7Multipliers look at the complex opportunities and challenges swirling around them and assume: there are smart people everywhere who will figure this out and get even smarter in the process . Therefore, they conclude that their job is to bring the right people together in an environment that liberates people’s best thinking and then to get out of their way.
Multipliers are Talent Magnets, Liberators and Investors. They look for talent everywhere, find people’s native genius, utilize people to their fullest and remove the road blocks
A Diminisher is an Empire Builder not a Talent Magnet. The book had the following chart to emphasis this point:
Empire Builders What They Do:
Hoard resources and underutilize talent
What They Get:
· A reputation as the person A players should avoid working for (“ the place you go to die”)
· Underutilized people whose capability atrophies
· Disillusioned A players who don’t reach out to other A players
· A stagnation of talent where disillusioned A players quit and stay
Talent Magnets What They Do:
Attract talent and deploy it at its highest point of contribution
What They Get:
· A reputation as the person A players should work for (“ the place you go to grow”)
· Fully utilized people whose genius continues to expand
· Inspired A players who attract other A players into the organization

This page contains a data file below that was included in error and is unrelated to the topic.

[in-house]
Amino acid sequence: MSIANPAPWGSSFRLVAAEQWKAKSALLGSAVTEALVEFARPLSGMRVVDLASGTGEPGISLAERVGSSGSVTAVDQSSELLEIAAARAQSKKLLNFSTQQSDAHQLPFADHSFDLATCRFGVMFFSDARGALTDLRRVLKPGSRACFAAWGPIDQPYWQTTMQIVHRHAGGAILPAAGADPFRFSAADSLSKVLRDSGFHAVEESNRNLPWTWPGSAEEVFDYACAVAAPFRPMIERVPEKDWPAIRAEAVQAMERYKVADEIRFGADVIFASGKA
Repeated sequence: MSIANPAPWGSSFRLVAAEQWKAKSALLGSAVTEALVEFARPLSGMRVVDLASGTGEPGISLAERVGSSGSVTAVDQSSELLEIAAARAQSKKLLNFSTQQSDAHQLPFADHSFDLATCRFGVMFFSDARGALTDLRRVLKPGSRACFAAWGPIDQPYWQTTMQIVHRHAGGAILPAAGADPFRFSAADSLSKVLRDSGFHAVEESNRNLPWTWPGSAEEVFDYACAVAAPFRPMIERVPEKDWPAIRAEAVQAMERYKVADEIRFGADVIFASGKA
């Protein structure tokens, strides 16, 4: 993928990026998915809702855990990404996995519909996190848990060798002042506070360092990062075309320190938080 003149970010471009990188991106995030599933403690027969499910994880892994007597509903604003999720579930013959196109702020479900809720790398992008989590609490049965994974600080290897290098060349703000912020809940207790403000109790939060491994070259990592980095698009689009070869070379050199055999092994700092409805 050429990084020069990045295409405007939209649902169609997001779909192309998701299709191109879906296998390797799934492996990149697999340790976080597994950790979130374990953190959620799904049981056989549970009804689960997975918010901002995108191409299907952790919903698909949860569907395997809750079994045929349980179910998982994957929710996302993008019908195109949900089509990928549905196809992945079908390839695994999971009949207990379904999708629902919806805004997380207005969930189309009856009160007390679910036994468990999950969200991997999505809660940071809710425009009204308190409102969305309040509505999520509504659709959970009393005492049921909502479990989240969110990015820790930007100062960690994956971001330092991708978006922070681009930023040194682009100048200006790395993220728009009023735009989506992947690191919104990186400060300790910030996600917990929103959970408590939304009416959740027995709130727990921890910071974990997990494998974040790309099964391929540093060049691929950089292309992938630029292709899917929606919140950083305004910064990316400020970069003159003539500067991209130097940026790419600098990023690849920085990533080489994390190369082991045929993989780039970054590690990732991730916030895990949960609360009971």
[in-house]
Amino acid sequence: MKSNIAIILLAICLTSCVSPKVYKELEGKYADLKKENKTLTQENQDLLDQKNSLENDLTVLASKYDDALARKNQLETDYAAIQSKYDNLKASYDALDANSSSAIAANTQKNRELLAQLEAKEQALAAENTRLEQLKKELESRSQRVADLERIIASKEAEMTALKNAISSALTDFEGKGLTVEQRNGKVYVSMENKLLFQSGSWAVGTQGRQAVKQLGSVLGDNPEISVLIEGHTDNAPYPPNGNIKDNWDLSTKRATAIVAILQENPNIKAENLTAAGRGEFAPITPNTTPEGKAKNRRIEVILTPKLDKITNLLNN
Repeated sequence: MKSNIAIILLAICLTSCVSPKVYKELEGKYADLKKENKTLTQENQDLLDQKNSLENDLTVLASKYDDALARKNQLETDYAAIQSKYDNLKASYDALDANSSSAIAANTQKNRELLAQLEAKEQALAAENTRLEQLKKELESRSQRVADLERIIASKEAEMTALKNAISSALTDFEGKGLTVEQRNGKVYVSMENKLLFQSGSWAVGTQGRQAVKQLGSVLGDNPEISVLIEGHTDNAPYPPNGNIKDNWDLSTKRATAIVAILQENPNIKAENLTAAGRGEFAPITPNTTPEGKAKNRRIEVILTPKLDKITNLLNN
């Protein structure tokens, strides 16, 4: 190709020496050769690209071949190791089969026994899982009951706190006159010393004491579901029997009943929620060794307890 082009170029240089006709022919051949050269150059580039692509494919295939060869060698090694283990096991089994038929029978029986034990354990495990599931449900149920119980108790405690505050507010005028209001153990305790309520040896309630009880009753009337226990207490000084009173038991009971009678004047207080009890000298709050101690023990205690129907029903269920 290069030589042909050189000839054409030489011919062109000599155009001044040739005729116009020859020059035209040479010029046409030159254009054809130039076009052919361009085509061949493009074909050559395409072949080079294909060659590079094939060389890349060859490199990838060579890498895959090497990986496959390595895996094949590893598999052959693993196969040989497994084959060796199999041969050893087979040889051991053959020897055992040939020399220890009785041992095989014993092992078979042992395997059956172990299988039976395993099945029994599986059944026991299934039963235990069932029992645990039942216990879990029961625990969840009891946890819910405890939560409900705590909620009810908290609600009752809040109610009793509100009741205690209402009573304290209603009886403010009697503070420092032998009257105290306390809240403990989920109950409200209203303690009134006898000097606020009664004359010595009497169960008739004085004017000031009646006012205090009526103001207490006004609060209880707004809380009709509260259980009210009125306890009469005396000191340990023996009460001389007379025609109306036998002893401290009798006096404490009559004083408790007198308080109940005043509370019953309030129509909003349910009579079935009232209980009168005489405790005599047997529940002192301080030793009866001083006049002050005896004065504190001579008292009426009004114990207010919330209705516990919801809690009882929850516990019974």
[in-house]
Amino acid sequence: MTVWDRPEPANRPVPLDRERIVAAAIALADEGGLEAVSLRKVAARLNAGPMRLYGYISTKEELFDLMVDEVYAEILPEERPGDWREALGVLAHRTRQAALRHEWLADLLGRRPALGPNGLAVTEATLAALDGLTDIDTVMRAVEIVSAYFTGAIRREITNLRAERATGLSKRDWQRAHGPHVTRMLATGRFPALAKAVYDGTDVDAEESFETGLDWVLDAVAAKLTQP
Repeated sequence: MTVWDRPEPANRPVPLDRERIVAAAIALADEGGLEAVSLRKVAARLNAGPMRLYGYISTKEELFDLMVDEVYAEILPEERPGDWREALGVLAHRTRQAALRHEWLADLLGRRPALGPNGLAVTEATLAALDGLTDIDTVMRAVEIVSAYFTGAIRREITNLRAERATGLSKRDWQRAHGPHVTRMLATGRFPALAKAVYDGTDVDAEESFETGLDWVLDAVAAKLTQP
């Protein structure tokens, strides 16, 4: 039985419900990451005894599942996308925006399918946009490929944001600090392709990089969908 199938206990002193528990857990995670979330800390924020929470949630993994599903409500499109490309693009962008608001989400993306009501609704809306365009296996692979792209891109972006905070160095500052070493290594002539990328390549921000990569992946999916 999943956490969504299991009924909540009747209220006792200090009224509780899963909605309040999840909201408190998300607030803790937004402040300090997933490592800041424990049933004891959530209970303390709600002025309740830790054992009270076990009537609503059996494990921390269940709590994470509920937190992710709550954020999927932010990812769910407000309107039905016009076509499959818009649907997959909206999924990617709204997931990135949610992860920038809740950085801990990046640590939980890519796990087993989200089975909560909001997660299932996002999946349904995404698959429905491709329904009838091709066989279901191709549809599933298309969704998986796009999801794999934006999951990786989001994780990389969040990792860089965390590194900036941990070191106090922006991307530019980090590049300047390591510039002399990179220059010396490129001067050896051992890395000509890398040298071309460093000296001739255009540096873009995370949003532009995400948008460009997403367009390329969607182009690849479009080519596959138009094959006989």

· A flow of A players attracting other A players as they then move up and out of the organization
Becoming a Multiplier:
1. Become a Talent Magnet
a. Become a Genius Watcher
b. Don’t be afraid to “pull some weeds”
c. Up and to the right
8Talent Magnets encourage people to grow and leave. They write letters of recommendation and they help people find their next stage to perform on. And when people leave their group, they celebrate their departures and shout their success to everyone. You see, these celebrations become their best recruiting tool. Jack and Suzy Welch wrote, “The best thing about being a preferred employer is that it gets you good people, and this launches a virtuous cycle. The best team attracts the best team, and winning often leads to more winning. That’s a ride that you and your employees will never want to get off.” 4 Talent Magnets create a cycle of attraction that is exhilarating for employer and employee alike. Their organizations are coveted places of employment, and people flock to work for them knowing the Talent Magnet will stretch them, grow them, and accelerate their careers. It is a thrill ride with the speed and exhilaration of a roller coaster but one that, like the revenue chart of every CFO’s dreams, moves constantly “up and to the right.”